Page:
1. We can’t judge persons who attempt suicide. Many have made this point, including Williams himself. “We all eventually reach the end of our march,” he wrote in a foreword to Lt. Col. Mark Weber’s Tell My Sons. “If you discovered disease was about to cut your life short, no one could rightfully judge you for dropping out of line.”

The pain, the anguish, the hopelessness that drive people to suicide are impossible for others to grasp fully. Only God can, and we can be confident that he does so with infinite tenderness and compassion – it’s the teaching of the Church after all. “We should not despair of the eternal salvation of persons who have taken their own lives,” the Catechism teaches. “By ways known to him alone, God can provide the opportunity for salutary repentance.”Graham-Greene-001

This is the idea captured so well by Graham Greene in The Heart of the Matter. After it’s revealed that Henry Scobie’s death was actually suicide, his widow doubts his salvation and her pastor sets her straight.

Father Rank clapped the cover of the diary to and said furiously, ‘For goodness’ sake, Mrs. Scobie, don’t imagine you – or I – know a thing about God’s mercy…. It may seem an odd thing to say – when a man’s as wrong as he was – but I think, from what I saw of him, that he really loved God.’

2. The act of suicide is always bad. While we surely can’t judge those who attempt it, we should avoid any confusion as to suicide as an objective evil. This used to be an obvious, commonsense idea, but we no longer have a cultural – or even legal – consensus regarding the act’s repugnance.

Consider the disjointed moralizing that NPR dished out earlier this summer on the subject. It was a story by Alix Spiegel several weeks back about a woman in Oregon who opted for legally sanctioned suicide and got her loved ones involved in the planning. “It was just so obvious that this is about as good as it gets for a human exit,” the woman’s daughter commented at one point. “This was not a bad way to go.”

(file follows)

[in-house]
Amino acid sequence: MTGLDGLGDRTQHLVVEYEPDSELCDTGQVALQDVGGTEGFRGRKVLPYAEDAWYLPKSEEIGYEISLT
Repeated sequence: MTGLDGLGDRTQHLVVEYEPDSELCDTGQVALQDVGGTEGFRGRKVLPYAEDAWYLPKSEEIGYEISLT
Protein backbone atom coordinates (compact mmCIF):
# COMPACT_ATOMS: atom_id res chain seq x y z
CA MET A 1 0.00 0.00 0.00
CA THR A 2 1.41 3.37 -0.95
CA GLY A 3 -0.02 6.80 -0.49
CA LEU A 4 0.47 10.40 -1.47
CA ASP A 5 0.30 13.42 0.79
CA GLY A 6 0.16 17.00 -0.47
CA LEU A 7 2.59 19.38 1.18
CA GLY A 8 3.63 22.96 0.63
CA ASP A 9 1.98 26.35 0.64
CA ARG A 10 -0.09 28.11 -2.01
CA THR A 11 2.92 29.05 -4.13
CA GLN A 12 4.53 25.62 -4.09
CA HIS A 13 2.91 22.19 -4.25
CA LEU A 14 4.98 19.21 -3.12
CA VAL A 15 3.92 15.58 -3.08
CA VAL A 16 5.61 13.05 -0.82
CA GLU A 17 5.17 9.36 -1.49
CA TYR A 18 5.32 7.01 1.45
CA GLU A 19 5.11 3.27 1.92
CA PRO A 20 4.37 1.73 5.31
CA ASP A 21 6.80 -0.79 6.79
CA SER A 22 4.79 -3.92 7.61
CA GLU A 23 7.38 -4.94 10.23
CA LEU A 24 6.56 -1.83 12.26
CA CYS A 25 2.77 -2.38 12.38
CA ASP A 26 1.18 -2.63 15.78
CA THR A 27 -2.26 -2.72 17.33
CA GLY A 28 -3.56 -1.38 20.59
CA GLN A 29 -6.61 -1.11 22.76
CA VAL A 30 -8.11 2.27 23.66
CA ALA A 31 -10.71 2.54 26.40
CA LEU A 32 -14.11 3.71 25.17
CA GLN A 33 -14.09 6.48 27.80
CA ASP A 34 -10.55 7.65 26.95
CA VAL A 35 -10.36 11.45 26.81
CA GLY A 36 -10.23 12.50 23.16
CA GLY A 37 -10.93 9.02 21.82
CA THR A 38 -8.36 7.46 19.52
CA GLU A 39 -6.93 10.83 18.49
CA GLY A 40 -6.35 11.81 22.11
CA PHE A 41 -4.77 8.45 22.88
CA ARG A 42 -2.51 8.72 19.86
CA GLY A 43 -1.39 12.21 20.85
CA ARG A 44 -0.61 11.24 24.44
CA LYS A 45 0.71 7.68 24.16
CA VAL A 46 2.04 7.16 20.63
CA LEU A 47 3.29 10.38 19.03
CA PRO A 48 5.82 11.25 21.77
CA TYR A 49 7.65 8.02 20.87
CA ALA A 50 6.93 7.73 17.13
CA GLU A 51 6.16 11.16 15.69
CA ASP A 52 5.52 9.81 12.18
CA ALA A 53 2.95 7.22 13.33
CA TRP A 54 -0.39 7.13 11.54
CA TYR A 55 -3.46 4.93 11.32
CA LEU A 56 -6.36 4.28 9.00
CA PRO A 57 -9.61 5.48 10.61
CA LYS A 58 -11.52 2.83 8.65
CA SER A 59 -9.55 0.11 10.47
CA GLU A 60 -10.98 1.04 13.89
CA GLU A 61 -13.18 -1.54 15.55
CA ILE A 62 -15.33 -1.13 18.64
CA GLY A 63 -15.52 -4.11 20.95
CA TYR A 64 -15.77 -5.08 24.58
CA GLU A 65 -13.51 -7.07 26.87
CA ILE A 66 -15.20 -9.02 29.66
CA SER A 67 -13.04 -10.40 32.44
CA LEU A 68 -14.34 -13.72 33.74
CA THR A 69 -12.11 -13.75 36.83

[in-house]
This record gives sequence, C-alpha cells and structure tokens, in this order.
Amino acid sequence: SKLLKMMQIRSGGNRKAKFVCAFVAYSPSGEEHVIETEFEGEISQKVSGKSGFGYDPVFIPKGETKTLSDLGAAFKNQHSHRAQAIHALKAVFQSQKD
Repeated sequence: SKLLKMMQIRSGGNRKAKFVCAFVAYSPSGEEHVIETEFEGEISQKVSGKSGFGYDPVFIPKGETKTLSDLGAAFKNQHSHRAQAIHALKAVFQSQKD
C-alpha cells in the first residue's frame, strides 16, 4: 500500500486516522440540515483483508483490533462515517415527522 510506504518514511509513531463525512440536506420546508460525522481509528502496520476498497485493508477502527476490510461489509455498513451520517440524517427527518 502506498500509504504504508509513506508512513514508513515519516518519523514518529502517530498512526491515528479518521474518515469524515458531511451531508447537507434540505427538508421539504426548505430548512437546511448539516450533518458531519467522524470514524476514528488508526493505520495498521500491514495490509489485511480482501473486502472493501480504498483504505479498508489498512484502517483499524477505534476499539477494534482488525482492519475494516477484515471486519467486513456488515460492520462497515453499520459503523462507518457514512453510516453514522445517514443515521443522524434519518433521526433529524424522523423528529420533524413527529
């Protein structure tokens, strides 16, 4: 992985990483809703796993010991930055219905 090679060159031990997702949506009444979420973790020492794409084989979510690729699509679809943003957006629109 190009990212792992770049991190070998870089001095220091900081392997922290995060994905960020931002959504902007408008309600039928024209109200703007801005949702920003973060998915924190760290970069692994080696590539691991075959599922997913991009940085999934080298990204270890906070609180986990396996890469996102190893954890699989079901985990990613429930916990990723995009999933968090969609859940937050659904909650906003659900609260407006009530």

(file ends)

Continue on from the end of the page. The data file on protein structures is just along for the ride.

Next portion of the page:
“Human exit.” “Way to go.” This is the language of intentionality, and intentionality is precisely the problem with suicide. Certainly dying is inevitable, but it’s still a curse. To choose it – embrace it even, orchestrate and choreograph it – is not a victory, but rather a surrender. Opting for intentional death may relieve ones suffering in the moment, but it is always a permanent defeat, never a triumph.

Emily Esfahani Smith makes this case in “The Catastrophe of Suicide,” where she points to G.K. Chesterton as being an especially important opponent of the practice:

Chesterton was one of our last full-throated critics of suicide. His insistence that suicide is immoral sounds strange to our individualistic ears: “Not only is suicide a sin, it is the sin,” Chesterton wrote: “It is the ultimate and absolute evil, the refusal to take an interest in existence; the refusal to take the oath of loyalty to life.”

ChestertonPortraitDetailSuicide is truly horrible – so horrible, in fact, that some kind of madness invariably accompanies it. No truly sane person will end his own life, and mental health professionals are on high alert when their clients even bring up the idea.